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Anti-Cancer Potential of Cannabinoids, Terpenes, and Flavonoids Present in Cannabis

cancers-logo“In recent years, and even more since its legalization in several jurisdictions, cannabis and the endocannabinoid system have received an increasing amount of interest related to their potential exploitation in clinical settings. Cannabinoids have been suggested and shown to be effective in the treatment of various conditions. In cancer, the endocannabinoid system is altered in numerous types of tumours and can relate to cancer prognosis and disease outcome. Additionally, cannabinoids display anticancer effects in several models by suppressing the proliferation, migration and/or invasion of cancer cells, as well as tumour angiogenesis. However, the therapeutic use of cannabinoids is currently limited to the treatment of symptoms and pain associated with chemotherapy, while their potential use as cytotoxic drugs in chemotherapy still requires validation in patients. Along with cannabinoids, cannabis contains several other compounds that have also been shown to exert anti-tumorigenic actions. The potential anti-cancer effects of cannabinoids, terpenes and flavonoids, present in cannabis, are explored in this literature review.”

https://pubmed.ncbi.nlm.nih.gov/32708138/

https://www.mdpi.com/2072-6694/12/7/1985

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Cannabinoids as anticancer therapeutic agents.

Cell Cycle Journal are Co-Sponsoring #ACCM15 – The Cell Division Lab “The recent announcement of marijuana legalization in Canada spiked many discussions about potential health benefits of Cannabis sativaCannabinoids are active chemical compounds produced by cannabis, and their numerous effects on the human body are primarily exerted through interactions with cannabinoid receptor types 1 (CB1) and 2 (CB2). Cannabinoids are broadly classified as endo-, phyto-, and synthetic cannabinoids. In this review, we will describe the activity of cannabinoids on the cellular level, comprehensively summarize the activity of all groups of cannabinoids on various cancers and propose several potential mechanisms of action of cannabinoids on cancer cells.”

https://www.ncbi.nlm.nih.gov/pubmed/32249682

“Endocannabinoids and phytocannabinoids can be used for cancer therapy. Cannabis extracts have stronger anti-tumor capacity than single cannabinoids. Combination of several cannabinoids may have more potent effect on cancer.”

https://www.tandfonline.com/doi/abs/10.1080/15384101.2020.1742952?journalCode=kccy20

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The Endocannabinoid System: A Target for Cancer Treatment.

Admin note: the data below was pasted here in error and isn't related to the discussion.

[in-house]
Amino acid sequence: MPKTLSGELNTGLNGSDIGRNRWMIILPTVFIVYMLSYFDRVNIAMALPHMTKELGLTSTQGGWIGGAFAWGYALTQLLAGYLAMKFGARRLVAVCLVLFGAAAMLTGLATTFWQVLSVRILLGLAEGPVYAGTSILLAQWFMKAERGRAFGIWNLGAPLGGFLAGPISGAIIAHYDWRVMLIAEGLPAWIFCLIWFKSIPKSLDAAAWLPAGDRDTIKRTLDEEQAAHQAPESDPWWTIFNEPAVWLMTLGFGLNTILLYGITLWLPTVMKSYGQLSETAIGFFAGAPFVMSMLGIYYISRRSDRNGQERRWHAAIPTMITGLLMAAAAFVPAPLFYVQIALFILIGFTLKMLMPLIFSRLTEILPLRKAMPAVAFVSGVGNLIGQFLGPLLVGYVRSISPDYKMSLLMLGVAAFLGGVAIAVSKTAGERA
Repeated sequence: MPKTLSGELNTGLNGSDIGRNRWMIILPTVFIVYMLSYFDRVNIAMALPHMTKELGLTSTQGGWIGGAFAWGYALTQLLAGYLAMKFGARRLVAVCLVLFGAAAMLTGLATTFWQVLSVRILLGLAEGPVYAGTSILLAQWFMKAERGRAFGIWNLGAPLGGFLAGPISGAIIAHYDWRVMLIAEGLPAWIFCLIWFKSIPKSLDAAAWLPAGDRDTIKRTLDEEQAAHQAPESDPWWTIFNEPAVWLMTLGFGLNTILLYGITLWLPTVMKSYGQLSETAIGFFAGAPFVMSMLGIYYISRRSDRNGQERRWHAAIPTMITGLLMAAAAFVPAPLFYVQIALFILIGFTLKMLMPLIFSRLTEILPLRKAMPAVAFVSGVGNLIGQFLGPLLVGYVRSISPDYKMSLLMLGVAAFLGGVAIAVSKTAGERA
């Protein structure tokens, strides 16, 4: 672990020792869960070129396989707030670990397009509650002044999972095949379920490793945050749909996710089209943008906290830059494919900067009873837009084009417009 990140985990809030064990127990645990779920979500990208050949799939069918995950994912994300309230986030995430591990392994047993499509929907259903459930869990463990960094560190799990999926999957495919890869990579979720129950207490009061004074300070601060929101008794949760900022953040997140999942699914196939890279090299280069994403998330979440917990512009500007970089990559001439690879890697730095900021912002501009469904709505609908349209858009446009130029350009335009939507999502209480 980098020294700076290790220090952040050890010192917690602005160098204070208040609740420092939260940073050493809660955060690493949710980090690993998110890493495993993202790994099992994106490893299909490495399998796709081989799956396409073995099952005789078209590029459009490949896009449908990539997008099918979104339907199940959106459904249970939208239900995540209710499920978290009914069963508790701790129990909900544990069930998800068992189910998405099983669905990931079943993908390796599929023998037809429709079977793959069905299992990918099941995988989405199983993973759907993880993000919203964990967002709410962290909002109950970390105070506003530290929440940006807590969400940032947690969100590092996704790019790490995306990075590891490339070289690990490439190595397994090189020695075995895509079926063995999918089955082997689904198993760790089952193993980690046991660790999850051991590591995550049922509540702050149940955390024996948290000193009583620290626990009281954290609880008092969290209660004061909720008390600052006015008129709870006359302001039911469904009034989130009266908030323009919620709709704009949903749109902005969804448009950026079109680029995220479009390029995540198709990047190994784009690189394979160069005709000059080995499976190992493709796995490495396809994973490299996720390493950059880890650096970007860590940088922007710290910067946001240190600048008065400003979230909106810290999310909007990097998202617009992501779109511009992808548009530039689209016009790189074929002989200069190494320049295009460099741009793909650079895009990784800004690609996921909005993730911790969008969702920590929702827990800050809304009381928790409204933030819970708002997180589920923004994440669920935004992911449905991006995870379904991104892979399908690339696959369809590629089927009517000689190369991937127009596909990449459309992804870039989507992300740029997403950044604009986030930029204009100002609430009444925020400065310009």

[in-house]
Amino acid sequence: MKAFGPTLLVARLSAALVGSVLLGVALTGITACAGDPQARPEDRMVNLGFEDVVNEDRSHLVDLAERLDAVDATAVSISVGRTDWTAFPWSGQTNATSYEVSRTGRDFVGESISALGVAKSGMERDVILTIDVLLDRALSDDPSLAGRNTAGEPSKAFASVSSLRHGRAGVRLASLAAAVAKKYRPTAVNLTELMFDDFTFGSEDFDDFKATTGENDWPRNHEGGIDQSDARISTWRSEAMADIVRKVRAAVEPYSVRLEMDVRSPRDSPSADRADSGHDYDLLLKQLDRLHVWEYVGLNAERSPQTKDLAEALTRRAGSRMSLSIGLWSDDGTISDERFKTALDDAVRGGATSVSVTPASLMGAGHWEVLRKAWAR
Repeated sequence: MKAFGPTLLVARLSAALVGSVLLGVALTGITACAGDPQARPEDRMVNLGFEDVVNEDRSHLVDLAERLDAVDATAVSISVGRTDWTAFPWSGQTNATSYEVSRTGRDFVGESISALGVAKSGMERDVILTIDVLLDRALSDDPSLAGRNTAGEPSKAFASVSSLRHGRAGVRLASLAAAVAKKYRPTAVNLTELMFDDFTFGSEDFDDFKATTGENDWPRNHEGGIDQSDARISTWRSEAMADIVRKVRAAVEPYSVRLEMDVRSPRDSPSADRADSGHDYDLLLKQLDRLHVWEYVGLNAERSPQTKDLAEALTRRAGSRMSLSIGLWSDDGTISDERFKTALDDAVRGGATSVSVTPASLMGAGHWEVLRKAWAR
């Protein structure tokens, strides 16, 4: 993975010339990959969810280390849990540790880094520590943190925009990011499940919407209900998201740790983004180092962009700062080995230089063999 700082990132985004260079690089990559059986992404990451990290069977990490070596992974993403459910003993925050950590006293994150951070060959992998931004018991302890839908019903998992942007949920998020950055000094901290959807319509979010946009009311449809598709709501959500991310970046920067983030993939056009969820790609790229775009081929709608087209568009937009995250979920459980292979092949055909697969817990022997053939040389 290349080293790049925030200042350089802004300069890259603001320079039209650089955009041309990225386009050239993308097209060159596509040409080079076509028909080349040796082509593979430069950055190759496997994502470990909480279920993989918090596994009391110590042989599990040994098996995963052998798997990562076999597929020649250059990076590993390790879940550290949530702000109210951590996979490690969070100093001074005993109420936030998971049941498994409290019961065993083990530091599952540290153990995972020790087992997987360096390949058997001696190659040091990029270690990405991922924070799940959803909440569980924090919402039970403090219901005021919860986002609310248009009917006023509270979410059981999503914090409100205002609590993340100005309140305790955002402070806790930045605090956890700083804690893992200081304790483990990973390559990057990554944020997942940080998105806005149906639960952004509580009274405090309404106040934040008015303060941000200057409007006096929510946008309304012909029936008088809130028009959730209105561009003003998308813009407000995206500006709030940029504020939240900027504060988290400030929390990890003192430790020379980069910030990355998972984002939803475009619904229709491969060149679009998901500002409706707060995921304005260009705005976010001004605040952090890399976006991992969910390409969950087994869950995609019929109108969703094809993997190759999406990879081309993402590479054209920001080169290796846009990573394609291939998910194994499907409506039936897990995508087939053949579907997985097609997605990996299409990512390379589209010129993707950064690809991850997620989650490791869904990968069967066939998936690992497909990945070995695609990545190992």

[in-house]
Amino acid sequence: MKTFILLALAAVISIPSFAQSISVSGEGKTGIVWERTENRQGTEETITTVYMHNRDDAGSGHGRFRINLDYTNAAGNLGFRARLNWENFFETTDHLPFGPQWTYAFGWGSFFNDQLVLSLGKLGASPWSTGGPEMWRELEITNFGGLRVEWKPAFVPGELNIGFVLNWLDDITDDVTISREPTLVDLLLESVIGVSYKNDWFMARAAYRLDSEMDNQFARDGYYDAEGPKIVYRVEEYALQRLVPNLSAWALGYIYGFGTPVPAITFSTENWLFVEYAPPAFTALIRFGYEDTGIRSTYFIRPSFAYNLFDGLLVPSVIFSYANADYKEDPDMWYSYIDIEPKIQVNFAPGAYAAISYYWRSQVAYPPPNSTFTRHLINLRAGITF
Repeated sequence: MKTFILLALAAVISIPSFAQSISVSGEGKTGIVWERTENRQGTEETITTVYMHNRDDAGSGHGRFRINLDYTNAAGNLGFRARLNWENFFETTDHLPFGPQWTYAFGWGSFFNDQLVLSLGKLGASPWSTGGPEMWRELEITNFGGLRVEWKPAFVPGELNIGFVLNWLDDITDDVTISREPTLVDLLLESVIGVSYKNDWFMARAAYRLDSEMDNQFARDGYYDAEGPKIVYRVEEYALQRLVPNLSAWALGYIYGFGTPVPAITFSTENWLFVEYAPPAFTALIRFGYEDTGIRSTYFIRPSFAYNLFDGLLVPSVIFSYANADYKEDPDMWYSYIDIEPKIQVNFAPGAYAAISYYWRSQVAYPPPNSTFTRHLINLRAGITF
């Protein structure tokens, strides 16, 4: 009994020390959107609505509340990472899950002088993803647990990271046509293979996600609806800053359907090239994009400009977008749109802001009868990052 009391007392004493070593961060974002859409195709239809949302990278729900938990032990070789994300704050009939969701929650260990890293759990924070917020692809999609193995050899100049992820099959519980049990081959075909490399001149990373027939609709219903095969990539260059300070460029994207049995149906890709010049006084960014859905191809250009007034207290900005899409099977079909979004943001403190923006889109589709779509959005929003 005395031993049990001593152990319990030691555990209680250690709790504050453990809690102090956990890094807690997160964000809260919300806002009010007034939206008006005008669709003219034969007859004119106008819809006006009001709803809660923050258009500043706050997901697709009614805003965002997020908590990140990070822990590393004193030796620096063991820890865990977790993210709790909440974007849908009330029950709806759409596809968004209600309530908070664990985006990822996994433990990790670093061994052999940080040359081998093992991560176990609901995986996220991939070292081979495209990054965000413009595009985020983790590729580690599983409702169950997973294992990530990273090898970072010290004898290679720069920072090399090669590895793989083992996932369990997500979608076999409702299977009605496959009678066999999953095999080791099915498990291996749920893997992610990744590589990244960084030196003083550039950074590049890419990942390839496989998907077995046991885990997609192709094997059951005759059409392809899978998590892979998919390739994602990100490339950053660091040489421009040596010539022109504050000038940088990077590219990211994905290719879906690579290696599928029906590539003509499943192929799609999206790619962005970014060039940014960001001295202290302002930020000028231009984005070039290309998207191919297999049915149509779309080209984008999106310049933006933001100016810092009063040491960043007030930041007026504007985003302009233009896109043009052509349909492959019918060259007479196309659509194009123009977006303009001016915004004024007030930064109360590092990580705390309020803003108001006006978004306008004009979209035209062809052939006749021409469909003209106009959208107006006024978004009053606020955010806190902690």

ijms-logo“In recent years, the endocannabinoid system has received great interest as a potential therapeutic target in numerous pathological conditions.

Cannabinoids have shown an anticancer potential by modulating several pathways involved in cell growth, differentiation, migration, and angiogenesis.

However, the therapeutic efficacy of cannabinoids is limited to the treatment of chemotherapy-induced symptoms or cancer pain, but their use as anticancer drugs in chemotherapeutic protocols requires further investigation.

In this paper, we reviewed the role of cannabinoids in the modulation of signaling mechanisms implicated in tumor progression.”

https://www.ncbi.nlm.nih.gov/pubmed/31979368

https://www.mdpi.com/1422-0067/21/3/747

“In addition to the symptomatic therapy of cancer patients, the antitumor effects of cannabinoids (whether in monotherapy or in combination with other cancer therapies) have promising potential in the treatment of cancer patients.”   https://www.ncbi.nlm.nih.gov/pubmed/31950844
“In addition to the well-known palliative effects of cannabinoids on some cancer-associated symptoms, a large body of evidence shows that these molecules can decrease tumour growth in animal models of cancer. In addition, cannabinoids inhibit angiogenesis and decrease metastasis in various tumour types in laboratory animals. Thus, numerous studies have provided evidence that thc and other cannabinoids exhibit antitumour effects in a wide array of animal models of cancer.”  https://www.ncbi.nlm.nih.gov/pmc/articles/PMC4791144/


“Antitumour actions of cannabinoids.”   https://www.ncbi.nlm.nih.gov/pubmed/30019449 

“The endocannabinoid system as a target for the development of new drugs for cancer therapy” https://www.ncbi.nlm.nih.gov/pubmed/12723496

“Cannabinoids as Anticancer Drugs.”  https://www.ncbi.nlm.nih.gov/pubmed/28826542

http://www.thctotalhealthcare.com/category/cancer/

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Preclinical evidence on the anticancer properties of phytocannabinoids